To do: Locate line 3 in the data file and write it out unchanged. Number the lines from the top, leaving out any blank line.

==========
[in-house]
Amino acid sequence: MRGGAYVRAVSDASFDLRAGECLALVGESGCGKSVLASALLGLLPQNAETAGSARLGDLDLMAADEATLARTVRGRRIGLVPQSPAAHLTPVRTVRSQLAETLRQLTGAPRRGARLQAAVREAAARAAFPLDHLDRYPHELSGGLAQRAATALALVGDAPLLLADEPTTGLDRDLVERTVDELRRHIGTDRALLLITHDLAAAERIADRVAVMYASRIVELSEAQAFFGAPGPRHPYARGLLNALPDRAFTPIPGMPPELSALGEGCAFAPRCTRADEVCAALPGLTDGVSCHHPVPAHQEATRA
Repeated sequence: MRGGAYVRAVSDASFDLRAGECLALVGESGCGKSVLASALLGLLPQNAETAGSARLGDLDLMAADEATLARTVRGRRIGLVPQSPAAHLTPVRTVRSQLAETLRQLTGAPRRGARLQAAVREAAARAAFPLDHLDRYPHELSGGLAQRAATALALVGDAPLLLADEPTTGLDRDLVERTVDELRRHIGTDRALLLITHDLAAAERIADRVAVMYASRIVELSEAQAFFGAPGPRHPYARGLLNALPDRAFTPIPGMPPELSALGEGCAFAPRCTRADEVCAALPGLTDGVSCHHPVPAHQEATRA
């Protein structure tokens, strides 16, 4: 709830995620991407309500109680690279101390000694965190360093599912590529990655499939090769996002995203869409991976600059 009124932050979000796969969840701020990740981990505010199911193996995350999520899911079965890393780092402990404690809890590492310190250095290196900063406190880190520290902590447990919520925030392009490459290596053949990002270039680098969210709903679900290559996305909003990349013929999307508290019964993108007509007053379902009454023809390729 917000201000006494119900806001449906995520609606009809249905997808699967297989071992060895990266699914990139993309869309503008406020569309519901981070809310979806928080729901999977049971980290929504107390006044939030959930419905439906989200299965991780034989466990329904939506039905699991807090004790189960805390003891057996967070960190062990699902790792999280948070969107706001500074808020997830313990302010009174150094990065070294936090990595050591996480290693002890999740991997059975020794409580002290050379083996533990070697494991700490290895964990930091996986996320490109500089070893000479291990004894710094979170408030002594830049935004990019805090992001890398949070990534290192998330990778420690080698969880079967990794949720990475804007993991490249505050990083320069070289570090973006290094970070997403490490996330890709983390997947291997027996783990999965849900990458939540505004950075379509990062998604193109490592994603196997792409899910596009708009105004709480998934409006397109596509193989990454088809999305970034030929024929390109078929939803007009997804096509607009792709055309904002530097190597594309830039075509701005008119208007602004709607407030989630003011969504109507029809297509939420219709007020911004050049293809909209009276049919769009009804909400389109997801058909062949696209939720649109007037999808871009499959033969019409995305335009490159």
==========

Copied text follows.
Repeated sequence: MRGGAYVRAVSDASFDLRAGECLALVGESGCGKSVLASALLGLLPQNAETAGSARLGDLDLMAADEATLARTVRGRRIGLVPQSPAAHLTPVRTVRSQLAETLRQLTGAPRRGARLQAAVREAAARAAFPLDHLDRYPHELSGGLAQRAATALALVGDAPLLLADEPTTGLDRDLVERTVDELRRHIGTDRALLLITHDLAAAERIADRVAVMYASRIVELSEAQAFFGAPGPRHPYARGLLNALPDRAFTPIPGMPPELSALGEGCAFAPRCTRADEVCAALPGLTDGVSCHHPVPAHQEATRA